Life as we knew it changed in mid-March. The regular hum of the hustle and bustle now seems like a distant memory. To be able to hug a loved one, shake a hand or bring your child to school are all things we took for granted. As we navigate social distancing, there are positives and negatives; a lack of contact can affect mental health, but people are finding ways to prevail while keeping their distance in an effort to curb the spread of COVID-19.
“Human beings are social and interactive entities, and we do not do well when we’re isolated from other people,” explained Dr. Jeffrey Cluver, M.D., medical director for behavioral health at Trident Medical Center. “One thing I was often asked to talk about before this got started is if people’s increasing use of social media is potentially bad for us. Before COVID-19, my mantra was, ‘Yes, it is; we’re supposed to be interacting face to face. Humans need touch.’”
Dr. Cluver’s opinion changed when the guidelines for social distancing became the new norm.
Pam Manning, LBSW, LPC, VSP, a therapist with the Safe Homes Rape Crisis Coalition, likened the reaction of many people to the current situation to be much like that of a trauma victim who has experienced significant loss.
“Many people have been in shock or denial while others have been adhering to recommendations from people they think should be ‘in the know,’” she explained. “The drama of a pandemic of this magnitude has not been seen before in recent times, thus the issues people are facing have been compounded by the mixed messages received from our leaders and the many sources of misinformation that are being spread. I call this type of mixed messaging ‘crazy making,’ as we feel punished by whatever path we choose to take in the midst of the crisis. Fear of job loss and how to provide for ourselves and loved ones; loneliness; as well as fear of contracting the virus ourselves and dying have increased our need to sift through a myriad of issues.”
Manning has noted a significant increase in overall anxiety and depression, as well as the need for people to examine their core values.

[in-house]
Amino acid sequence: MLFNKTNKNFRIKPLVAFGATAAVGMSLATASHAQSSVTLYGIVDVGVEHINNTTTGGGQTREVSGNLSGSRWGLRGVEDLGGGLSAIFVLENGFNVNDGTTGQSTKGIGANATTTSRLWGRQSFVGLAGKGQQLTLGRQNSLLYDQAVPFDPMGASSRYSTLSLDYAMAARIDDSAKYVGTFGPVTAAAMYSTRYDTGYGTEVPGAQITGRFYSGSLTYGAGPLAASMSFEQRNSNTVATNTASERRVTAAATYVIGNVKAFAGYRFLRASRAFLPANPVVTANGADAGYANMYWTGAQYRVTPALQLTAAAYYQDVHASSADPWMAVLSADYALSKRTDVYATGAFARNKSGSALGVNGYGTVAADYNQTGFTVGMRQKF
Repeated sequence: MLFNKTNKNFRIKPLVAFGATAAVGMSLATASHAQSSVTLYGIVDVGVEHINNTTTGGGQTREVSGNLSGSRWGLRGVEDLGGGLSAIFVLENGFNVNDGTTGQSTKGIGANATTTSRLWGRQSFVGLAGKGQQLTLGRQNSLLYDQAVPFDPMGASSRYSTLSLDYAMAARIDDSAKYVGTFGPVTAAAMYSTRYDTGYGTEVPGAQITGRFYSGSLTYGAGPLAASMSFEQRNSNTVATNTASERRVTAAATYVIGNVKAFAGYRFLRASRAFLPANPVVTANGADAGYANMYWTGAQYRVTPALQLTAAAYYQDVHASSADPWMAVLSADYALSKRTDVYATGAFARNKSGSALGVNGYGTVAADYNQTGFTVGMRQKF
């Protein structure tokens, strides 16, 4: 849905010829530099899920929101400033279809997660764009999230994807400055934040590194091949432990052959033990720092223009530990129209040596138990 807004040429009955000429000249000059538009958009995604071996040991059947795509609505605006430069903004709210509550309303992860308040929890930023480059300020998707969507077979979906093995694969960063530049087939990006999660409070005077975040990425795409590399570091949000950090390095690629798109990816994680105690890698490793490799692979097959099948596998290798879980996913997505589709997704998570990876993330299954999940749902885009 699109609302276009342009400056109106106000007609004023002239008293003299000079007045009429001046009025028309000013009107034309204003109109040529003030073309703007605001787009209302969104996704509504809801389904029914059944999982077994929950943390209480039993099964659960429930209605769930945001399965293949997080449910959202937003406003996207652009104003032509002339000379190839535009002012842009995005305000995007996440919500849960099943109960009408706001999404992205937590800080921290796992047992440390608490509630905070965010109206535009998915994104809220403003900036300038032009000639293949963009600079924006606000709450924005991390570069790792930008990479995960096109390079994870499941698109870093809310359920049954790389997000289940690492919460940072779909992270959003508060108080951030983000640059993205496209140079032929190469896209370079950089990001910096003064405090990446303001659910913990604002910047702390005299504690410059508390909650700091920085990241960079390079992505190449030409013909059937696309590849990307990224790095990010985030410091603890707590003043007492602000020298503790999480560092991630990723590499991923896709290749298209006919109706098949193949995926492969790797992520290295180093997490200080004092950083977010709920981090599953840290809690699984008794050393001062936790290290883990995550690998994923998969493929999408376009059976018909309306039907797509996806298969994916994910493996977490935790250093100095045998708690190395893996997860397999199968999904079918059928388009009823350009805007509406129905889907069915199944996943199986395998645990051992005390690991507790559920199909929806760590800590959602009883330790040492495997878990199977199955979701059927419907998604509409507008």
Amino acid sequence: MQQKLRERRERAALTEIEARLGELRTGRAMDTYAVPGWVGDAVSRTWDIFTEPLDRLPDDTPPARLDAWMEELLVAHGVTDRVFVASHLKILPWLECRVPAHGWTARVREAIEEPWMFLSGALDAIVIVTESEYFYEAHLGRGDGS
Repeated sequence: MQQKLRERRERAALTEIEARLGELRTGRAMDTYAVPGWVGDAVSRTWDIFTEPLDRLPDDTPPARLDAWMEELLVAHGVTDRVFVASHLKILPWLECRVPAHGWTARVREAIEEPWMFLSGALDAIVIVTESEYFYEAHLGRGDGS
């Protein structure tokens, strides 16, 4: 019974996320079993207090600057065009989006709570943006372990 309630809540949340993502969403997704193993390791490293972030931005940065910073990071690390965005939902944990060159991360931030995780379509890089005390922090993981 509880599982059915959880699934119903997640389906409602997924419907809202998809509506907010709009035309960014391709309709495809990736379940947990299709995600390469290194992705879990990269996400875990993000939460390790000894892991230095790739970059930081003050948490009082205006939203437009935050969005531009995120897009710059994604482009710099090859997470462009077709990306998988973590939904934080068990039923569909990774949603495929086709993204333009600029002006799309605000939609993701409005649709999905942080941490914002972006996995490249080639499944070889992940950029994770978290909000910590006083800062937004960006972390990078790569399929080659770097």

“Many are finding that they need to focus on friends, family and community, work off the tension via exercise or just share their feelings with a trusted friend or a professional. Some have needed to consult with a physician and be screened for medicine to help them cope during this period of uncertainty,” she said.
Dr. Cluver recommended that people try to shift their lifestyles in an effort to preserve their mental health.
“I’ll compare this to what we know in Charleston. We’re used to preparing for hurricanes. That’s about a week of preparing and hunkering down or evacuating. This quarantine has its similarities, but instead it is for months. We can’t approach it with the same mentality. This is a shift in lifestyle; the best thing to do is to make changes and get used to it,” Dr. Cluver explained. “People are exhausted and tired, and there is this fatigue setting in because this is not a normal and healthy way for humans to live. For many people, a drain on resources adds to the fatigue – what if you’re making less money or lost your job? There are countless negative mental health impacts.”
But social distancing also opens the door to opportunities for healthy improvements. People have been forced to slow down, allowing time to enjoy opportunities in life that often got overlooked amid the go-go-go mentality of pre-COVID-19 life. Things like walking, gardening or parents playing outside with their children between school and work breaks are all ways that people are boosting their spirits while keeping their distance from others. Neighbors are finding new ways to connect across the distance, from chats across the hedges or across the road to picking up a guitar and playing tunes that twinkle through yards and brighten their neighbors’ days.
Not to be overlooked, social media and internet technology are now the glue that hold together families, schools, jobs, health care and more. From babies to centenarians, we are peering at each other’s faces through platforms such as Zoom, Webex, FaceTime and Google Hangouts. Though e-learning can’t replace connections made in the classroom, teachers and students continue course material. Employees join conference calls with their dogs barking or kids playing in the background. Families spread across the country now meet online to virtually toast or have dinner together.
“Of course, in-person and direct contact with others is best for our mental health, but any other way is better than none,” continued Dr. Cluver. “Using the phone is fine, but the human brain likes to interact with people and see them, see expressions and interactions – it actually does make a difference.”
So while we must remain physically distant, we are not being cut off from social contact. Make the most of it by making healthy choices. Cherish this rare and unprecedented time when staying home can help in the fight against COVID-19 and simultaneously open a much-needed opportunity to slow down and appreciate things like the outdoors, our families and the gift of time.
These times are indeed stressful. If you are experiencing loss of sleep, feelings of helplessness, extreme negative thoughts or thoughts of suicide, there is hope. This is temporary and you are not alone. Seek help from a medical professional or contact the National Suicide Prevention Lifeline at 800-273-8255 to talk through it. This is an unprecedented time, but someone can help.
By Anne Shuler Toole